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Grave outcry on China's Tomb Sweeping Day

Ancient tradition of honouring dead relatives is marred after millions of tombs were razed or disrupted by officials.

Last Modified: 05 Apr 2013 06:04
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The Qingming festival, also known as 'Tomb Sweeping Day', is a 2,500-year-old tradition [GALLO/GETTY]

Zhoukou, China - Liu Buchen recalls clearly the panicked phone call he said he received from his uncle in August 2012 as the heat sweltered in his hometown Zhoukou, 250km away.

Liu's uncle was sweating for another reason: In a bid to reclaim farmland, he said the local government had ordered him to flatten the sacred tomb containing the remains of family members buried there for generations. Buchen said authorities gave his uncle a deadline of 6pm to transfer the tomb elsewhere or it would be razed by bulldozers

"Police cars were patrolling everywhere around the village," Liu recalled to Al Jazeera from a coffee shop in Zhengzhou, capital of Henan province, where he works in the retail business.

"If we did not flatten the tomb, local officials would hit us or demolish the graves themselves and give us a hefty fine," he said. "You can tear down my house, but you cannot erase the tomb where both my parents and my grandparents rest."

"The tomb-clearing campaign is both illegal and unfair … The local government should have dealt with the issue without forcing people."

- Zhao Keluo, former Henan official

April 4 is Tomb Sweeping Day in China, also known as the Qingming festival, when millions of Chinese return from major cities to their hometowns and show respect to their ancestors - a moral and spiritual obligation in Chinese culture. Qingming means purity, peace and civilisation in Chinese language.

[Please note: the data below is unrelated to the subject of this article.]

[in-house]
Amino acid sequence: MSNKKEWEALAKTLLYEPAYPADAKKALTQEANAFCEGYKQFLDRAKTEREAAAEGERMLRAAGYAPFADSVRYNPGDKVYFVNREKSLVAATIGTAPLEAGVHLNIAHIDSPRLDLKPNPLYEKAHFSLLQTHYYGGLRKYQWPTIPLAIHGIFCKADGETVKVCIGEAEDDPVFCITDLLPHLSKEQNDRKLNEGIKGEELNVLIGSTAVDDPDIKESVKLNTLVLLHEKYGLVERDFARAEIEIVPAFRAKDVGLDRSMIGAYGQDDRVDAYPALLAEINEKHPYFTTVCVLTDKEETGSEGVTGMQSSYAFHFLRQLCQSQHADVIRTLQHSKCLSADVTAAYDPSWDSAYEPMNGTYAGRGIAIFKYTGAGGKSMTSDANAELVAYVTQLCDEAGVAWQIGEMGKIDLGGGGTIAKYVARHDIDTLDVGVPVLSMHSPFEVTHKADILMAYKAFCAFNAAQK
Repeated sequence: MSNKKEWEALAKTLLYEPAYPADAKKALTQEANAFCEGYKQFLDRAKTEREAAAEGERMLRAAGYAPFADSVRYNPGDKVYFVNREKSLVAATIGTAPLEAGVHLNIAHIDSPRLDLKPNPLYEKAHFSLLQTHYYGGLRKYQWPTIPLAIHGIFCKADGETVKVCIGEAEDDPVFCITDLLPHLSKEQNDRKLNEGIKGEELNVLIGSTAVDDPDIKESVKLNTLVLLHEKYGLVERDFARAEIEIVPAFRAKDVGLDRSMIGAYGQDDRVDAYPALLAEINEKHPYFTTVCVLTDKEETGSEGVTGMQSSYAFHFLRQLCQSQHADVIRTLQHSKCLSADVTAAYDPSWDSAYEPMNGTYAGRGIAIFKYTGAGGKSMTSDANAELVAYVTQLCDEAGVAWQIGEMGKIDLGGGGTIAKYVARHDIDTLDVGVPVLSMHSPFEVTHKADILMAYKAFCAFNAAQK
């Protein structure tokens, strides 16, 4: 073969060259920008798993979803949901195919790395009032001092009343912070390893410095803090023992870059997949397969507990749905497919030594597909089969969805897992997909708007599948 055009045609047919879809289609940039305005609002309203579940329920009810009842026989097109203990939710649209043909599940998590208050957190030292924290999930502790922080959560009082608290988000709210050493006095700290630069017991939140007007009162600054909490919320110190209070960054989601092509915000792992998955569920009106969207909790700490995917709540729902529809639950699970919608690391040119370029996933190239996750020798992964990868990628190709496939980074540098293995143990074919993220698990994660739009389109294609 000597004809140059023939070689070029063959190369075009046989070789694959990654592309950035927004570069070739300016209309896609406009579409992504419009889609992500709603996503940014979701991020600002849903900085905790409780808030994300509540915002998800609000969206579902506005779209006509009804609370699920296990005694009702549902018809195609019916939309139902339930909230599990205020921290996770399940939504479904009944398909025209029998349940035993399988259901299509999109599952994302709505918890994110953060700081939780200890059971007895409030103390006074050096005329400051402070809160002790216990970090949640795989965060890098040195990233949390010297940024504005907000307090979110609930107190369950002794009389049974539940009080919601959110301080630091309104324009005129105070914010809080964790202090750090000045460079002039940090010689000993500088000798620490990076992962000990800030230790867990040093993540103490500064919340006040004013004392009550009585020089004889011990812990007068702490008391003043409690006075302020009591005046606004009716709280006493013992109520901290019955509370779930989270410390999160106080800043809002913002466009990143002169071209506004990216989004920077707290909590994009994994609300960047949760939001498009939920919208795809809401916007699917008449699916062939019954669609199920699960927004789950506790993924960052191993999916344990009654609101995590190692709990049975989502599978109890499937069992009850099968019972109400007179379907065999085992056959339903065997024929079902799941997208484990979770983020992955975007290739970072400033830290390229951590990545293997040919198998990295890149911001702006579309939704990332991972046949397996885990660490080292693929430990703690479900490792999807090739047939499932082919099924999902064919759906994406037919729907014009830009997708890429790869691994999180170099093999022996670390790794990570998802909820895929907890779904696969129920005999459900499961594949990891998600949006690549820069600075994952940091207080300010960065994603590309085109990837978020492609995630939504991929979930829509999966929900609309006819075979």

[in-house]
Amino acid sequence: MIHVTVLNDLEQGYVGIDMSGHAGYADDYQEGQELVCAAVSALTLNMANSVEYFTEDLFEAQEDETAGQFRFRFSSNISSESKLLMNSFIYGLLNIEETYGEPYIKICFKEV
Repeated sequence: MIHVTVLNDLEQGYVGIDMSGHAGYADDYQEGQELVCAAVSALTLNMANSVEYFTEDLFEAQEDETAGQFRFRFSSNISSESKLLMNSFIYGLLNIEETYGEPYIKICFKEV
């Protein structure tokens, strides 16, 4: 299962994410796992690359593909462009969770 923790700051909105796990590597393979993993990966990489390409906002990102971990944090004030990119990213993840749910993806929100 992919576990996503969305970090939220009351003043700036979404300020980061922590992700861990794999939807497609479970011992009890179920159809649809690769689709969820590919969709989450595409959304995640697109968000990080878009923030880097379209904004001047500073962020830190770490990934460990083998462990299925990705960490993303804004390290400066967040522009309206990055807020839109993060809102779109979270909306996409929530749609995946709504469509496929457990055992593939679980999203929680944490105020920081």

Following the 2,500-year-old tradition, families typically gather around graves in the early morning to burn fake bank notes and incense, and present flowers and bowls of fresh fruit so the deceased have everything they need in the afterlife.

About 520m people visited their ancestors' tombs during the 2012 holiday, according to the Ministry of Civil Affairs.

After the urgent phone call from his uncle, Liu returned to Zhoukou and flattened his family's tomb. He was not able to make the trip back home to Zhoukou this year, but said he was relieved to know his uncle was able to honour his elders as tradition dictates.

Liu managed to rebuild the grave a couple of months ago after the tomb-flattening campaign generated massive opposition across China. All the burial plots in his village have now been restored, he said.

"But not those all along the main roads, because otherwise local officials would have lost face," he said.

Tomb-flattening plans

About three million tombs were destroyed since March 2012 across Zhoukou, said Zhao Keluo, a former official from the Henan Consultative Conference, a political body where he had worked for five years. 

But the local government's initial goal was much bigger: to clear all the graves that dot the province's rural landscape by the end of 2013, in order to reclaim 18 million square metres of arable land for food production.

Fake bills are burned by villagers to pay homage [Getty Images]

"Of course, this will never be achieved because people got very, very angry," Zhao told Al Jazeera.

Last December, Zhao was expelled from his position after leaking online a list of more than 100 high-level officials who, like him, were allowed to leave family tombs where they stood, while others were being forcibly flattened or relocated to newly built public cemeteries.

"The tomb-clearing campaign is both illegal and unfair … The local government should have dealt with the issue without forcing people," said Zhao, a now-popular figure after he rallied public support via his microblog on Tencent Weibo, a Twitter-like service, where he has 230,000 followers.

China's breadbasket